Instance data curation UI’s are built directly into the CMS. This allows content authors to add a new entity into the triple-store via a CRUD API bound to the Stuff ontology. When a journalist is semantically annotating an article, if an entity in the text is not recognised in the system (for example a person whom has just become newsworthy), he has the option of creating a new entity. The UI form that is presented is generated directly from the Stuff ontology based on the type of entity the journalist needs to curate. Properties and their respective ranges from the ontology are used as a basis for the form fields in the UI. The journalist completes the form, submits it and the RDF for the new entity is POSTed to the Stuff API. The supplied RDF is validated to ensure it conforms to the correct Ontologies for the endpoint using Jena Eyeball, and the triple store and semantic annotation dictionaries are updated accordingly.

Materialising Public Domain Models in Published Content

So why do we need another set of ontologies for this? Primarily the SNaP ontologies have let us build a robust yet efficient software architecture meeting the typical use-cases of news publication while embracing linked data.

What about rNews and ? A semantic publishing architecture based on full-blown RDF and the SNaP ontologies is by no means mutually exclusive with rNews, micro data or any other schemas for that matter (in fact the SNaP ontologies already inherit from many common public domain ontologies). In this case rNews metadata can be added to documents post publication (downstream) either via mapping to SNaP or via transformation. We have identifed join points between SNaP and rNews to ensure this can happen.

To Conclude…

The use of non-temporal relationships in the Stuff ontology reduces instance data maintenance overheads, reduces risk, and increases overall stability while still letting us make rich relationships between newsworthy things. Binding to specific parent property (notablyAssociatedWith) in the Stuff ontology lets us build a quality semantic annotation service that is easily extensible and maintainable.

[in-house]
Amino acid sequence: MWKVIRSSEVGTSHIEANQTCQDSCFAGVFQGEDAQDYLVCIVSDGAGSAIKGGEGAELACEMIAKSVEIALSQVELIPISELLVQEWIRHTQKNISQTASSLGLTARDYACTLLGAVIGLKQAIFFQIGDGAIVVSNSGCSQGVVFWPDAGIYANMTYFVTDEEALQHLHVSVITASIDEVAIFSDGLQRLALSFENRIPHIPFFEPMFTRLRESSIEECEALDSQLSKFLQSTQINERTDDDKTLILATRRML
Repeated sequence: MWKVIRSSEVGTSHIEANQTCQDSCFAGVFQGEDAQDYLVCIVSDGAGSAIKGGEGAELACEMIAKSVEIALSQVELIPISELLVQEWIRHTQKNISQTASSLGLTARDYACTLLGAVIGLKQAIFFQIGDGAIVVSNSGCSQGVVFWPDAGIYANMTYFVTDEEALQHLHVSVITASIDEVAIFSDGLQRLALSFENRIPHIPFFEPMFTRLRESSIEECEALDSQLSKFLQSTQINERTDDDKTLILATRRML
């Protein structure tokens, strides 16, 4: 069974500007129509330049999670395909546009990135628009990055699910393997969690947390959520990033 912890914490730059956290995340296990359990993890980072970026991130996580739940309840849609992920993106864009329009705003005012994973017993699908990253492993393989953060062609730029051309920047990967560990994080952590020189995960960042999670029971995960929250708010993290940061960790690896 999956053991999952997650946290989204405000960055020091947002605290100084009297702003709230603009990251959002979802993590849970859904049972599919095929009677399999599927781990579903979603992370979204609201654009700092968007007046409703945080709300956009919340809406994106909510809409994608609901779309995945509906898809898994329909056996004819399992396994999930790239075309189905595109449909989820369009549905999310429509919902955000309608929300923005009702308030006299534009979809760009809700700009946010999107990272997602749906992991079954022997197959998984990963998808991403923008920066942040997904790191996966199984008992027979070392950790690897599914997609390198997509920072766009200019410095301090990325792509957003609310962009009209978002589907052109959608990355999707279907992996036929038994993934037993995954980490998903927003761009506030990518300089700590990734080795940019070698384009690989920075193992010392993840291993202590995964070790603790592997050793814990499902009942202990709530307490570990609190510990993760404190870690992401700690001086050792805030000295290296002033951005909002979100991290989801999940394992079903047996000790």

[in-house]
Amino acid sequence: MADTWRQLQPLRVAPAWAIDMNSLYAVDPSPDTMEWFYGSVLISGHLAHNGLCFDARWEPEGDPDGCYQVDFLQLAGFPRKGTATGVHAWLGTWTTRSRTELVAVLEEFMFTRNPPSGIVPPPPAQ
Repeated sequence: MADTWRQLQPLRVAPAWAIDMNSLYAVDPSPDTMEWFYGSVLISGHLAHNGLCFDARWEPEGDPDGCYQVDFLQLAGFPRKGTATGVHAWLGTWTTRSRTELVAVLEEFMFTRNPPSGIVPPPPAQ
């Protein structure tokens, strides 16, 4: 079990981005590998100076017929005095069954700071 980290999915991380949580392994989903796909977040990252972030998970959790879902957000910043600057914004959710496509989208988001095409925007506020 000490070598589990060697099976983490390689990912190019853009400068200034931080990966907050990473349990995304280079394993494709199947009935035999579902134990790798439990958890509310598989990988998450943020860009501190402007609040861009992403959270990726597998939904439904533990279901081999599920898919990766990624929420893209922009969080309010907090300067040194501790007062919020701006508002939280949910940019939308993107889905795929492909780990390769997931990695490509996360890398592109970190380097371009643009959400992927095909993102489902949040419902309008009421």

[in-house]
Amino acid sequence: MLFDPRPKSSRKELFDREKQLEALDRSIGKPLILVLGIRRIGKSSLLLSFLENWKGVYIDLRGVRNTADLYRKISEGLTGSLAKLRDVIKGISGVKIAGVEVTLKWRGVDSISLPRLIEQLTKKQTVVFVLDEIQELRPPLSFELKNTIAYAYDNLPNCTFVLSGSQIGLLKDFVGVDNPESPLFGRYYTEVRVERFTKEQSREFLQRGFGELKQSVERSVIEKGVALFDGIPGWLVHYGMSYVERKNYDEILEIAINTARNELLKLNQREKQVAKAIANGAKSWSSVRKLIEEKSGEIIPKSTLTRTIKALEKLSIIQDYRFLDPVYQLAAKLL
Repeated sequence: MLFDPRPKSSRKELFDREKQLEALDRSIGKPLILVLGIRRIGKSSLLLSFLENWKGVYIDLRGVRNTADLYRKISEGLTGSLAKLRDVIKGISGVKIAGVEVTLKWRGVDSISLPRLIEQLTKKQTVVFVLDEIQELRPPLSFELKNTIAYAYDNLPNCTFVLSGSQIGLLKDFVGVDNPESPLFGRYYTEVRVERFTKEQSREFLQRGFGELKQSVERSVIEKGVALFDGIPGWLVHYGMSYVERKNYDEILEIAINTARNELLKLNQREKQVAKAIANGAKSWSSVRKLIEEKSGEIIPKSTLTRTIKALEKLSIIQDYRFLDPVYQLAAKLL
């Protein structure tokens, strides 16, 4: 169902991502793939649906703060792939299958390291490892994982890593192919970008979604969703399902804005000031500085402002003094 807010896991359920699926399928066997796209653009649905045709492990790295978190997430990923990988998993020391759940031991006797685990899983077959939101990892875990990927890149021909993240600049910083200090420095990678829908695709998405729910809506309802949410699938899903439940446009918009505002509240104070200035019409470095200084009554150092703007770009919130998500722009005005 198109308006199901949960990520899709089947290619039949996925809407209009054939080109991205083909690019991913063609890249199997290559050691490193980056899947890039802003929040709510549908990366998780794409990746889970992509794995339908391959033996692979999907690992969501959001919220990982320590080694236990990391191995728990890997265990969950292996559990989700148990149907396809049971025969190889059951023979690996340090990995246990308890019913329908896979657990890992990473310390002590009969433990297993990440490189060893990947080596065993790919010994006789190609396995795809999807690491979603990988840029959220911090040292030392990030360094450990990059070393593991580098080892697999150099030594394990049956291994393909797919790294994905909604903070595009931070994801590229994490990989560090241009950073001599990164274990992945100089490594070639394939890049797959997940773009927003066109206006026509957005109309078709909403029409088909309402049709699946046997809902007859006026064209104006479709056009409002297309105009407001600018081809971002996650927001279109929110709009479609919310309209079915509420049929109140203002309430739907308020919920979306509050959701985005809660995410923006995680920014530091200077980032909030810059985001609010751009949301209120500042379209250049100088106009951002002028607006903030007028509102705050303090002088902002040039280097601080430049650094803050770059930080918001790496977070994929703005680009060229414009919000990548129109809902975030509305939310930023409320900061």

The ontologies have been built with news use-cases in mind and allow us to build a robust and efficient enterprise software architecture, however this doesn’t prevent us materialising more commonly used properties and types from the public domain ontologies that consumers of our content might already be familiar with. It also doesn’t prevent us from materialising rNews or properties on published content. The use of SNaP is not mutually exclusive with the these vocabularies.

The RDF/Ontology model is pervasive throughout the technical stack - with traditional relational database, the model is typical contained at the bottom of the stack, here though the ontology design is holistically fundamental to the overall architected solution. Thus the design paradigm has shifted from concealment of a backend (relational) model entirely, to complete exposure of the model all the way through the technical stack, and all the way to your consumers. This is a big architectural shift, but doesn’t stop you still adhering to the good software engineering principles and the SOA architectures that work so well.